In these times of increasing employee choice, Generation Z and the ‘portfolio career’, do we think about the top talent – and those with the key skills we need – as consumers? Do our managers? Do we tailor our engagement programs, develop career and succession plans to reflect their needs, make feedback, growth and performance conversations a way of life and develop an ‘offer’ that appeals to them? Are we ready for the consumerisation of talent?
Recent research by the Henley Business School Centre for HR Excellence suggests not…
Professor Nick Kemsley, Co-Director of the Centre for HR Excellence at Henley Business School and Director at Head Light, shares the findings of this research, the trends and what this means for HR in a series of three videos.
A shift is emerging in employee behaviour
In the first video, Professor Nick Kemsley draws on the research from Henley Business School and highlights how, when you draw together the latest workplace and employee trends, a shift can be seen both in the attitude towards work by talented employees and the relationship with employers. He suggests that people with the skills which are in demand hold a highly powerful position. He challenges organisations to start to think differently about its talented people – and how we talk, work and engage with them.
The emergence of the Talent Consumer
In the second video, Professor Nick Kemsley talks about what these trends and emerging new behaviours, might mean for talent management. He suggests that employees and potential employees are beginning to act like consumers – like career consumers – and exhibit many of the behaviours that we exhibit as consumers of products and services. As such, what can we learn from our marketing colleagues?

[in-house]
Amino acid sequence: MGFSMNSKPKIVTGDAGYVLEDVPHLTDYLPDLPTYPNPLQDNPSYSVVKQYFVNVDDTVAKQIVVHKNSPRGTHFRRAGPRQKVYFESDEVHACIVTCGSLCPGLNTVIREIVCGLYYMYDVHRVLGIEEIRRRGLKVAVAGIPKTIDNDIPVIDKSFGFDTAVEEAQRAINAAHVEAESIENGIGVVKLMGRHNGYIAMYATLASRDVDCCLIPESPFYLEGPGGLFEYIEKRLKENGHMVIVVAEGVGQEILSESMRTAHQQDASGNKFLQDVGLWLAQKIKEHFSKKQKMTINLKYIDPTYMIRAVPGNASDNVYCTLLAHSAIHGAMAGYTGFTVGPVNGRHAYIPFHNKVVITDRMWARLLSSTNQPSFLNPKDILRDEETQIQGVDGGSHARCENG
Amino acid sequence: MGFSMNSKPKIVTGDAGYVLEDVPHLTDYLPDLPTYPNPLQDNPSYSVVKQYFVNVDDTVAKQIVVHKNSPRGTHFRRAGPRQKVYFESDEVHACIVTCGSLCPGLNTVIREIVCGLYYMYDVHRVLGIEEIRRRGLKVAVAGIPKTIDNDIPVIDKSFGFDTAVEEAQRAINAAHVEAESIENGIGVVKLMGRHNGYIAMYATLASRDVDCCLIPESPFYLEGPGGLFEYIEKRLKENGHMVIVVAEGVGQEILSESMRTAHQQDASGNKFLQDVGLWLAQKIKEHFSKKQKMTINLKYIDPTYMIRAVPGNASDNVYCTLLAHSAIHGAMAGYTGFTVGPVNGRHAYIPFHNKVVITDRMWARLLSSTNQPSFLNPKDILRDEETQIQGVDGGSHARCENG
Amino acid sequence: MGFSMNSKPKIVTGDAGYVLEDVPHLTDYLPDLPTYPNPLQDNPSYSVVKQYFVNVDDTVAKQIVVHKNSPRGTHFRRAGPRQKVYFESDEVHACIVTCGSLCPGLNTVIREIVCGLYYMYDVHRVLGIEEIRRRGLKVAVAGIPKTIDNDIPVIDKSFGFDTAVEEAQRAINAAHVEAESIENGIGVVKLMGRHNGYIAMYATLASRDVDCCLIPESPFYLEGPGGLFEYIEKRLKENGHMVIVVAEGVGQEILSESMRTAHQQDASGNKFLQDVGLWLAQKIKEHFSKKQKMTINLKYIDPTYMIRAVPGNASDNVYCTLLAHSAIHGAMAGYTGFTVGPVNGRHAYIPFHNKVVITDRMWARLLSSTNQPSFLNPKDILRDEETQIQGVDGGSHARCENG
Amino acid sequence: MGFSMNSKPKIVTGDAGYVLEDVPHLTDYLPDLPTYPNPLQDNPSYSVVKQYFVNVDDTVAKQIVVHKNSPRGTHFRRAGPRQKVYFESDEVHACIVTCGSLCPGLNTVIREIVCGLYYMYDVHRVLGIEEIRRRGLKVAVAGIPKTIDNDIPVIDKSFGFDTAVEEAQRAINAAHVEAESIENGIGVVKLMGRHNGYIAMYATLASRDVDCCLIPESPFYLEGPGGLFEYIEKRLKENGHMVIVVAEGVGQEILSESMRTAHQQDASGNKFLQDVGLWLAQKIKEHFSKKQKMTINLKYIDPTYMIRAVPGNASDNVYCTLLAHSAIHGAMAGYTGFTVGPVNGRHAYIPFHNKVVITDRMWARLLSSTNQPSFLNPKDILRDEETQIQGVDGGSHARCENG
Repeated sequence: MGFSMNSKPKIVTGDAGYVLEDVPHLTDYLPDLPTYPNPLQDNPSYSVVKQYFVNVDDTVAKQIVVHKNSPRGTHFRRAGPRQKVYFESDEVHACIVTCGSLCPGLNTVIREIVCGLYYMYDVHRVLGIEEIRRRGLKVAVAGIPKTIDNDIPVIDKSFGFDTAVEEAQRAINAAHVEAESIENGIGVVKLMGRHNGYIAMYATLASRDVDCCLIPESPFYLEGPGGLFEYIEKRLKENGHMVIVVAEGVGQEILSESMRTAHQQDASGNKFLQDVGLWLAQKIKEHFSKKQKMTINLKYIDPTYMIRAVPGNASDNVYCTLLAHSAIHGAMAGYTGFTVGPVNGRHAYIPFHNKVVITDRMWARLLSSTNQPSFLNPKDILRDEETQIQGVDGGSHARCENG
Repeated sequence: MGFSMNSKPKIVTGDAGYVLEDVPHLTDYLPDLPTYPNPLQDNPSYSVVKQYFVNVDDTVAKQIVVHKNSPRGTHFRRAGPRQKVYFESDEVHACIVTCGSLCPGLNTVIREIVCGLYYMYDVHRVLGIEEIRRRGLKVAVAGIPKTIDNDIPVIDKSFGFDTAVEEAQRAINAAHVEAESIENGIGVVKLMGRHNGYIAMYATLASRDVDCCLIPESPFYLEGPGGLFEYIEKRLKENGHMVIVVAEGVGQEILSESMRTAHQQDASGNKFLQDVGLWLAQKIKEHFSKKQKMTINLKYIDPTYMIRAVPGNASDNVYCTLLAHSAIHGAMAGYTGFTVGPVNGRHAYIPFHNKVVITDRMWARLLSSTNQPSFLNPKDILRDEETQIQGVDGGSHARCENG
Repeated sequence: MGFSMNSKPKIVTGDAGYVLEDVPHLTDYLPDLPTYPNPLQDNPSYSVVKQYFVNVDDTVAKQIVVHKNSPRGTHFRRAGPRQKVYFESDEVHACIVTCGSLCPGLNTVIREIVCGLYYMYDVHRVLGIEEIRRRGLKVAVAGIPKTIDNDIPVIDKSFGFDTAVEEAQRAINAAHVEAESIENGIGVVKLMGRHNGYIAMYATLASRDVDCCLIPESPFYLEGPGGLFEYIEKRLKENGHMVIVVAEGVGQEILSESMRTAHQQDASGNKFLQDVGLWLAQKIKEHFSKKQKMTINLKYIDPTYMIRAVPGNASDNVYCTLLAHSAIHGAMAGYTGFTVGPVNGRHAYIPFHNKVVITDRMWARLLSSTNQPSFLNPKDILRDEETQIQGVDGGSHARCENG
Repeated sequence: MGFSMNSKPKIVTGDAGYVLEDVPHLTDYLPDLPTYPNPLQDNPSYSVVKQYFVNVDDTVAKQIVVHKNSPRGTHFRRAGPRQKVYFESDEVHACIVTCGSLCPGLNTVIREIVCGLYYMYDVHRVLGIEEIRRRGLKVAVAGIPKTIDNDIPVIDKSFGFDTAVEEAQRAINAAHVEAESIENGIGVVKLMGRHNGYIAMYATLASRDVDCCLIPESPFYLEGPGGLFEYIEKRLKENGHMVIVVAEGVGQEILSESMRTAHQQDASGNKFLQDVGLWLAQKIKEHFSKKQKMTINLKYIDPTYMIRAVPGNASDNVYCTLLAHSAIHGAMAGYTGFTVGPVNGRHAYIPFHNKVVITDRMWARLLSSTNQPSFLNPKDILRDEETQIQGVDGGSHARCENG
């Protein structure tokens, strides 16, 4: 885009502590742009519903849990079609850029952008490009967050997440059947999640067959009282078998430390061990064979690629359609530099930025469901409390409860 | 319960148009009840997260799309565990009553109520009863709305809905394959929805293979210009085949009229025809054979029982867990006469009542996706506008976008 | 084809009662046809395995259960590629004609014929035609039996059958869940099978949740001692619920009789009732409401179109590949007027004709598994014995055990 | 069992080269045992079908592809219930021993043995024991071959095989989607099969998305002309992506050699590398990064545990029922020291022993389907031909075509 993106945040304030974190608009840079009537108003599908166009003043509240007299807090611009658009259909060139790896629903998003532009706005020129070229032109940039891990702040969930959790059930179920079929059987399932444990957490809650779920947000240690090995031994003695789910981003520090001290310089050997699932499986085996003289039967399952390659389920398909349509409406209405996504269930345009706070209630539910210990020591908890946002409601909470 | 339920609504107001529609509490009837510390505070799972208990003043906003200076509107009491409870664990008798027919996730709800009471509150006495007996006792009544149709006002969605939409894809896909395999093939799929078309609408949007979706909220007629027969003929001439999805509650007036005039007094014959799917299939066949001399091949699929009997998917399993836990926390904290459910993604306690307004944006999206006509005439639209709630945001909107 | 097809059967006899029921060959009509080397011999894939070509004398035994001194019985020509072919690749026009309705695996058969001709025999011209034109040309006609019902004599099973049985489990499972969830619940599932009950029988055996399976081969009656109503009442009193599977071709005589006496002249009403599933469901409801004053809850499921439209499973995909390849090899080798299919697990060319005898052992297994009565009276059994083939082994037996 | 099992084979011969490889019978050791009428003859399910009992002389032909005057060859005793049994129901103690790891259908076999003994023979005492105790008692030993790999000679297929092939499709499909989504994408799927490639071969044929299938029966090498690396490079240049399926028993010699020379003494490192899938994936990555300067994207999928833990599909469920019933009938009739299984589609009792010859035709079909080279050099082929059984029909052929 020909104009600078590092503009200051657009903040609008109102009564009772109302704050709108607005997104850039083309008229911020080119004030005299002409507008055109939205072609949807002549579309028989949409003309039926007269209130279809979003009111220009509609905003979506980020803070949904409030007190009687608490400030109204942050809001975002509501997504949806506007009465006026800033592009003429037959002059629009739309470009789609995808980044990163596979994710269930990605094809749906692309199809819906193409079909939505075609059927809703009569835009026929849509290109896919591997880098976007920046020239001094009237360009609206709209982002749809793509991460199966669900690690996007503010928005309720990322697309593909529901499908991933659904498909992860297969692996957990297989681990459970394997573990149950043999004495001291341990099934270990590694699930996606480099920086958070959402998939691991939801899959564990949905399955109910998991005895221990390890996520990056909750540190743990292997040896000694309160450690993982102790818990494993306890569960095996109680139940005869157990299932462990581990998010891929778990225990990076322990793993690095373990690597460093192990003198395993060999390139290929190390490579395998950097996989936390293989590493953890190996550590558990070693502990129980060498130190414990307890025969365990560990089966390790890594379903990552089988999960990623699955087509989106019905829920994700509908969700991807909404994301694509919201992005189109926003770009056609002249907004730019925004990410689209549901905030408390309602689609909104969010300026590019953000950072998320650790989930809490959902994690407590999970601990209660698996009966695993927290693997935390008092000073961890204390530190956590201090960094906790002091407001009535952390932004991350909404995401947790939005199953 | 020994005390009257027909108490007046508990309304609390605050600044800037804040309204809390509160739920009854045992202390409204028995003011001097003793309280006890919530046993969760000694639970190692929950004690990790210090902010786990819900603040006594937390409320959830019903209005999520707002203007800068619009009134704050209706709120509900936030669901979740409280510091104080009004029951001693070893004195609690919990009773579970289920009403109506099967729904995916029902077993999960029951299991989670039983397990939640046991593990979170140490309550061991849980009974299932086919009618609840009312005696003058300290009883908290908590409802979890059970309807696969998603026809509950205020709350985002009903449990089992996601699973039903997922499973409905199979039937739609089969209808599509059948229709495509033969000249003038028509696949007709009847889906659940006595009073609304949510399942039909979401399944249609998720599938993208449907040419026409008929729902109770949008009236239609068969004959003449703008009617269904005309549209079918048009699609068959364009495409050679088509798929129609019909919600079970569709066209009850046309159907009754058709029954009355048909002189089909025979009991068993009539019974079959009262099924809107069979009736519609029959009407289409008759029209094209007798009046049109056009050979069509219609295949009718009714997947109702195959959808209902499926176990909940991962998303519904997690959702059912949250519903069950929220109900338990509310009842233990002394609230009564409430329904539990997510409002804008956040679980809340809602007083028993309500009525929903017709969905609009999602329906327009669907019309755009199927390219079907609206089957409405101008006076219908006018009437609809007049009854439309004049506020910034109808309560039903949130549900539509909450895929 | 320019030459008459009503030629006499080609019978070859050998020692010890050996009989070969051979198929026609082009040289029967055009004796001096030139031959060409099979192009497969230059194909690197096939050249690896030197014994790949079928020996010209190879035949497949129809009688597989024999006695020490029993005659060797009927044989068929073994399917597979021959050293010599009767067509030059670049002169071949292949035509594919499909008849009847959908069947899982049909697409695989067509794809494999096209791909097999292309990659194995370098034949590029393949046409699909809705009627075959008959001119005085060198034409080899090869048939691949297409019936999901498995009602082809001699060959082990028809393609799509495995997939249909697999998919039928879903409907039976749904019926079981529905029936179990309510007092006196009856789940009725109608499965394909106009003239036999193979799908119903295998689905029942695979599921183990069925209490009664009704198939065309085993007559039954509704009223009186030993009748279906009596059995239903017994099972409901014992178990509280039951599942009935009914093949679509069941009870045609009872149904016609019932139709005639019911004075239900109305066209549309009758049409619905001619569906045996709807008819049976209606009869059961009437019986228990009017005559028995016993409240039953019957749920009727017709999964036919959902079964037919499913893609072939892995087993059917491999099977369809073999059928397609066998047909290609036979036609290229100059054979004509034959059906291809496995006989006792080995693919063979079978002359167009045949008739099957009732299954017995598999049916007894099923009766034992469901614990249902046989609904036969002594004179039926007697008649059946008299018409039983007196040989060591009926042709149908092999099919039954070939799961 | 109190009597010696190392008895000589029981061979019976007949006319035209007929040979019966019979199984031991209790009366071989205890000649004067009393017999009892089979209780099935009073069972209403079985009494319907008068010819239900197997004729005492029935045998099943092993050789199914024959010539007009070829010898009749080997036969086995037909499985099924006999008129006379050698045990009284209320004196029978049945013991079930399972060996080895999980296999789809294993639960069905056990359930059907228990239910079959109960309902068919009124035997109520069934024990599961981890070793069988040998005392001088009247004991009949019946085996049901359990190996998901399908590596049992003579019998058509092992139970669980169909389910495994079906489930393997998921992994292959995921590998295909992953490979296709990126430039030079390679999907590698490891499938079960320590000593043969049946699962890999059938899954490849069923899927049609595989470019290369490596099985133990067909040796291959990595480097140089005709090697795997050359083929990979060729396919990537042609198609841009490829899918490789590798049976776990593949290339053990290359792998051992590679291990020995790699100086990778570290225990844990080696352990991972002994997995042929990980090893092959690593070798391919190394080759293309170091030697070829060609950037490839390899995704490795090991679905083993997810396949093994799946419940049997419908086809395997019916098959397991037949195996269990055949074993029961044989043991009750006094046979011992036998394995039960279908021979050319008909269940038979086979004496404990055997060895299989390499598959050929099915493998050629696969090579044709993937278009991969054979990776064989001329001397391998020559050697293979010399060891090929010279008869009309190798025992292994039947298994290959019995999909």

A change in thinking and action is needed
In the final video, Professor Nick Kemsley flags that the current organisational response to these trends is somewhat patchy. He suggests that the shift required will move us away from some of the current thinking and towards to a more discretionary relationship between an employer and an employee. This requires developing a proper employee value proposition, a re-focus on line managers as talent managers and a better understanding of how our employees feel about work, their needs and whether those needs are being satisfied.
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